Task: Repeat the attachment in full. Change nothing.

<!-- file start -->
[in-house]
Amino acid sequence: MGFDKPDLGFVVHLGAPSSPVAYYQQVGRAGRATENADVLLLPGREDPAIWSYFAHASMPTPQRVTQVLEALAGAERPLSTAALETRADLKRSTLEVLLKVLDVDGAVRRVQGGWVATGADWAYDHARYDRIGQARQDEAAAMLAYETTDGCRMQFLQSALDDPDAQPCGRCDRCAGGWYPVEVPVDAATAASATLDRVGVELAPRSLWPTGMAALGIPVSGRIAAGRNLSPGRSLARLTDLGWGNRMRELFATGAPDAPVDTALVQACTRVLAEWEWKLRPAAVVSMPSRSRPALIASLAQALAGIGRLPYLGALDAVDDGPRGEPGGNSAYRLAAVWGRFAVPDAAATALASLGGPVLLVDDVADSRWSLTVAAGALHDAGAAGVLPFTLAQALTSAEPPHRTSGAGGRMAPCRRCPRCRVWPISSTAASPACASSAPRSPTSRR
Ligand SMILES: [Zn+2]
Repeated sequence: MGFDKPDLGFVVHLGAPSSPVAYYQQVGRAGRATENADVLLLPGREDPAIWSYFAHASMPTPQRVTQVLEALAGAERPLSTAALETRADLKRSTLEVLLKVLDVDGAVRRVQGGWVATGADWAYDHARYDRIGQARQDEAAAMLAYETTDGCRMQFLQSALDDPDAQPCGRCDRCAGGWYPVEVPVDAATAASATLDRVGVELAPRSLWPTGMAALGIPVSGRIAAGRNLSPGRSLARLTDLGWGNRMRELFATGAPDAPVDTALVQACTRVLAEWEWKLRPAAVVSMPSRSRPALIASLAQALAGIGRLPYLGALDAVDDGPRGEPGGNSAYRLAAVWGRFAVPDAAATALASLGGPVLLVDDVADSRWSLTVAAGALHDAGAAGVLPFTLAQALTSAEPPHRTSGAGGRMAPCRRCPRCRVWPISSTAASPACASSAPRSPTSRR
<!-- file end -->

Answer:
[in-house]
Amino acid sequence: MGFDKPDLGFVVHLGAPSSPVAYYQQVGRAGRATENADVLLLPGREDPAIWSYFAHASMPTPQRVTQVLEALAGAERPLSTAALETRADLKRSTLEVLLKVLDVDGAVRRVQGGWVATGADWAYDHARYDRIGQARQDEAAAMLAYETTDGCRMQFLQSALDDPDAQPCGRCDRCAGGWYPVEVPVDAATAASATLDRVGVELAPRSLWPTGMAALGIPVSGRIAAGRNLSPGRSLARLTDLGWGNRMRELFATGAPDAPVDTALVQACTRVLAEWEWKLRPAAVVSMPSRSRPALIASLAQALAGIGRLPYLGALDAVDDGPRGEPGGNSAYRLAAVWGRFAVPDAAATALASLGGPVLLVDDVADSRWSLTVAAGALHDAGAAGVLPFTLAQALTSAEPPHRTSGAGGRMAPCRRCPRCRVWPISSTAASPACASSAPRSPTSRR
Ligand SMILES: [Zn+2]
Repeated sequence: MGFDKPDLGFVVHLGAPSSPVAYYQQVGRAGRATENADVLLLPGREDPAIWSYFAHASMPTPQRVTQVLEALAGAERPLSTAALETRADLKRSTLEVLLKVLDVDGAVRRVQGGWVATGADWAYDHARYDRIGQARQDEAAAMLAYETTDGCRMQFLQSALDDPDAQPCGRCDRCAGGWYPVEVPVDAATAASATLDRVGVELAPRSLWPTGMAALGIPVSGRIAAGRNLSPGRSLARLTDLGWGNRMRELFATGAPDAPVDTALVQACTRVLAEWEWKLRPAAVVSMPSRSRPALIASLAQALAGIGRLPYLGALDAVDDGPRGEPGGNSAYRLAAVWGRFAVPDAAATALASLGGPVLLVDDVADSRWSLTVAAGALHDAGAAGVLPFTLAQALTSAEPPHRTSGAGGRMAPCRRCPRCRVWPISSTAASPACASSAPRSPTSRR